Evidence of these hardships is still visible at the Port Arthur Historic Site. Fronted by a sleek modern visitor’s centre and museum, the ruins of the former colony offer up the stories of convicts, guards, and the few free settlers who made Port Arthur home. They range from heartwarming to haunting – quite literally if you care to stick around after dark for one of Australia’s most atmospheric ghost tours. A cruise around Carnarvon Bay, circling the Isle of the Dead, which contained the colony’s cemetery, completes the experience while showing off the natural beauty of the area.
If you’re particularly interested in the history of Port Arthur and its “residents,” you’ll want an entire day to explore, rather than trying to squeeze a visit into a few hours in between touring elsewhere on the Tasman Peninsula. Those with a casual interest will probably be satisfied with a short introductory tour, a cruise on the bay, and a couple of hours to explore on their own. But if you’re wanting to explore the entire site, visit the Isle of the Dead, the children’s island, or explore the onsite museum in any depth, you’ll probably want to stay longer. Those taking a ghost tour on their Australia vacation will obviously need to linger after dark.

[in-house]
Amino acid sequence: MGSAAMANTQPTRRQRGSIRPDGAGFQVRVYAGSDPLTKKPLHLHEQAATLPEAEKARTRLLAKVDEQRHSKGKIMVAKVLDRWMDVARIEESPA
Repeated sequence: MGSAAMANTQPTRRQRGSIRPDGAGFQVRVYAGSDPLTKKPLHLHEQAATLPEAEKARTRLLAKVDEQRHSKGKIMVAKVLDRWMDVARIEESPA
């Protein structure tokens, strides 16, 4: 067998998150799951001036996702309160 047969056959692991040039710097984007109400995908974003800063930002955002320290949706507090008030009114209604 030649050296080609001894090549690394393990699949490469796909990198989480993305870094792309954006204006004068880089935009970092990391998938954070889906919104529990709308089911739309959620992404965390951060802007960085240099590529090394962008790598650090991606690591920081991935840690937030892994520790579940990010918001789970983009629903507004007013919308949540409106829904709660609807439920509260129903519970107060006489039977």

Whether you’ve come for the history, the snarling, adorable wildlife, or to try and squeeze in both, a day on the Tasman Peninsula should absolutely be on your list if you’re coming to Hobart.
Just try to resist the urge to pet the Tasmanian Devils. Seriously. Buy a stuffed toy one instead. Some of them even growl and snarl.